Brent crude prices dropped to a three-month low on 14 March to $51 a barrel (see chart). That’s despite Opec’s (Organization of the Petroleum Exporting Countries) efforts to cut production and stabilize the market. Increasing rig counts and high oil inventories in the US are weighing on crude oil prices.
What’s more, as Sugandha Sachdeva, assistant vice-president and in-charge (metals, energy and currency research) at Religare Securities Ltd, points out, sentiments have further soured as Opec in its recent monthly report increased its 2017 forecast for oil production outside the group, which indicates the oil markets may take long to move close to balance.
In its latest monthly oil market report, Opec said for 2017, non-Opec oil supply is now projected to grow by 400,000 barrels per day (bpd) to average 57.74 million bpd, up by 160,000 bpd from the February report. This is driven by higher expectations for Canada, the US and Russia. “It seems that the oil supply recovery is gathering momentum in the world oil market, stimulated by gradually rising prices as well as improvements in drilling efficiency and well productivity in North America,” said Opec.
Sachdeva says: “In fact, it won’t be surprising if Brent crude drops to $47 a barrel in the near term, as it has shifted gears to downside after the prolonged consolidation phase.”
Lower oil prices are good news for India, considering we import a huge portion of our oil requirements. It will lower inflation.
In general, the drop in crude oil prices should lead to a decline in global petroleum product prices as well. Locally, apart from global petroleum product prices, the rupee-dollar exchange rate also plays an important role in determining prices.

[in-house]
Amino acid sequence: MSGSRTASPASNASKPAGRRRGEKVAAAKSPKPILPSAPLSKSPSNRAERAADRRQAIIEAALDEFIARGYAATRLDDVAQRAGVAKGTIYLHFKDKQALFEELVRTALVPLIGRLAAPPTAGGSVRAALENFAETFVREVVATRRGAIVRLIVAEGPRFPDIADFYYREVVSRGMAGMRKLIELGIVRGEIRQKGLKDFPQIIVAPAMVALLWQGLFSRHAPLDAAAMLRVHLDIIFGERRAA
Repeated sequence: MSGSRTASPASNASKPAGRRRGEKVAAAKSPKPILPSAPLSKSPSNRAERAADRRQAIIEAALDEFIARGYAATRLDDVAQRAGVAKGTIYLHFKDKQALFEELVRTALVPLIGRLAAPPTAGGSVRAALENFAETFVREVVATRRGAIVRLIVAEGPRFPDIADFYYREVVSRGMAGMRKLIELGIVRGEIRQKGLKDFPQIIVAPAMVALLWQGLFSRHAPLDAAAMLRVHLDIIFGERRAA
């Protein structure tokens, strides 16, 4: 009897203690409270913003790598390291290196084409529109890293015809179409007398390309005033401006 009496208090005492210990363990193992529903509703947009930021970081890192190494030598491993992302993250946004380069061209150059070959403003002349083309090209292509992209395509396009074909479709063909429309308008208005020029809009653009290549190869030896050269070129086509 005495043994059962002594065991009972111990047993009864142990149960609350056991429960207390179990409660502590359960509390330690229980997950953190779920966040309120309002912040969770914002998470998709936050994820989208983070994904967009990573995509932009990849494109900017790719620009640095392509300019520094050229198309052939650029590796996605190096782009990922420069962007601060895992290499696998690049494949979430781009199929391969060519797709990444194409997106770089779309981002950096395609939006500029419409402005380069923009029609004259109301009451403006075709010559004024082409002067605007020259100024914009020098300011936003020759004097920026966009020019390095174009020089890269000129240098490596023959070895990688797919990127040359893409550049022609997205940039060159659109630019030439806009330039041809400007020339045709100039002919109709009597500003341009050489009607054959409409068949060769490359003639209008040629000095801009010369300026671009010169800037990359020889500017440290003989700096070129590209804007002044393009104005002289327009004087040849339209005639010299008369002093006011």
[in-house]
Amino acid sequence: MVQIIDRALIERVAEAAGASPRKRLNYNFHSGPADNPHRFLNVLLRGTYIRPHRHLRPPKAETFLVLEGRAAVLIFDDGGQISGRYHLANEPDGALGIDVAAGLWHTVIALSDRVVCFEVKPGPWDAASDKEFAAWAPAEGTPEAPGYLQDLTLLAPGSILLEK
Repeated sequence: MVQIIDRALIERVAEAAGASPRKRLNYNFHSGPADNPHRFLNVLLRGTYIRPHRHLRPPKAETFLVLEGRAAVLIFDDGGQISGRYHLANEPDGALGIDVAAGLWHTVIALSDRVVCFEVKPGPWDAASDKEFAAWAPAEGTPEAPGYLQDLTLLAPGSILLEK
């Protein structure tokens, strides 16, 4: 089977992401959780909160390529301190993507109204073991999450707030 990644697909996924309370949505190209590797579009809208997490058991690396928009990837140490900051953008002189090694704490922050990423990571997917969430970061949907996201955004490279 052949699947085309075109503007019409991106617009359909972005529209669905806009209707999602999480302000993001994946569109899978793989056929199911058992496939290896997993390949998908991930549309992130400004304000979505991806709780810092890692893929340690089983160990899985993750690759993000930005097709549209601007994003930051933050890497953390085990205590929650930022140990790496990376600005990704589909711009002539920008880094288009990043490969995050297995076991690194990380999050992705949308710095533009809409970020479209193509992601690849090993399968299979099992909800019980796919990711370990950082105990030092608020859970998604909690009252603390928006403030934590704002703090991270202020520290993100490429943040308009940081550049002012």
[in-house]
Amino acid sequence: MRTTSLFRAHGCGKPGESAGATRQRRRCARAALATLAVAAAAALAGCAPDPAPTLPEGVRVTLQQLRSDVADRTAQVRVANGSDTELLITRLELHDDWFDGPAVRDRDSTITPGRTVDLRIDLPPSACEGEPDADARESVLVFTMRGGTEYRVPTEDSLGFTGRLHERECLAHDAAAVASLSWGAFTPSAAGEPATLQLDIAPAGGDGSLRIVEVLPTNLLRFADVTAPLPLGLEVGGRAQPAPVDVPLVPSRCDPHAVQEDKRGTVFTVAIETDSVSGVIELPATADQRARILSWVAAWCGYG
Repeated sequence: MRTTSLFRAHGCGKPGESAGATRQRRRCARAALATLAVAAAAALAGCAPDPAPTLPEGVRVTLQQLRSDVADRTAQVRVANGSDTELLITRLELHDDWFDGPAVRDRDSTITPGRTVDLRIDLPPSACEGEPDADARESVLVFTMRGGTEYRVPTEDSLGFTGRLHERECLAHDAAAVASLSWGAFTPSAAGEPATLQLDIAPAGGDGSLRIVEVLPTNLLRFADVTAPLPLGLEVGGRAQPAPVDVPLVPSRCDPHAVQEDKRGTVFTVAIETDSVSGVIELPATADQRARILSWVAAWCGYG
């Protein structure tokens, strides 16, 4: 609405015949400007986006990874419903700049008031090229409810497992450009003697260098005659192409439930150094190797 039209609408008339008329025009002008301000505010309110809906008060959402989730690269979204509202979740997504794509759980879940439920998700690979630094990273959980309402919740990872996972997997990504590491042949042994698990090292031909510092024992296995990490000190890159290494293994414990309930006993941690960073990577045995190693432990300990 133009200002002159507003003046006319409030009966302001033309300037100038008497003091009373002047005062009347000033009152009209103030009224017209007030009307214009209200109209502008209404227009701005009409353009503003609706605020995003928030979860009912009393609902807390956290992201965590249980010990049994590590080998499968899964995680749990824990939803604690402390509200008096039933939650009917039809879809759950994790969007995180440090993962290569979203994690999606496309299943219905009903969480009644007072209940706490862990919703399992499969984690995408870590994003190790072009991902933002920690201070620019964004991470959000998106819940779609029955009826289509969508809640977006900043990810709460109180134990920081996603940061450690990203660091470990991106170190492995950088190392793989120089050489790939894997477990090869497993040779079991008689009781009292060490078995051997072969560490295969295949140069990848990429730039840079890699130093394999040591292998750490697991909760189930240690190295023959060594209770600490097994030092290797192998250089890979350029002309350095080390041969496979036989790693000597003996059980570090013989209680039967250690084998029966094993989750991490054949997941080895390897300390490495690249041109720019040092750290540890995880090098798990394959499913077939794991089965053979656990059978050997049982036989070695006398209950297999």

Lower prices tend to have a positive effect on demand for products. But, according to data from Petroleum Planning and Analysis Cell, domestic petroleum products consumption growth in the country has slowed down in the last three months. As of now, analysts think this is temporary and hence, there is nothing to worry about yet as far as oil marketing companies (OMCs) —Bharat Petroleum Corp. Ltd, Hindustan Petroleum Corp. Ltd and Indian Oil Corp. Ltd—are concerned.
Further, lower oil prices reduce cost of fuel and loss wastage (cost incurred for running the refinery and the fuel lost in the system) for OMCs. Also, sharp crude oil price movements in a short period of time determine inventory gains and losses for these companies. Shares of OMCs have outperformed the benchmark Sensex by a good margin in the last one year, capping near-term upsides.
For upstream oil companies— Oil and Natural Gas Corp. Ltd and Oil India Ltd, lower oil prices don’t augur well, as they translate into lower net price realization. These stocks have outperformed the benchmark Sensex in the past one year too. However, lower crude oil prices pose a risk to any potential expansion in valuations in the near future.
Finally, what’s the outlook on crude oil prices? The chart provides an answer. Note how prices have fallen almost to the level they were at last November. According to Sachdeva of Religare Securities, though sporadic pullback rallies are quite likely after the steep decline, broadly the outlook on crude oil prices is bearish what with the US Federal Reserve expected to hike interest rates and the expected strength in the dollar, which will be negative for oil prices.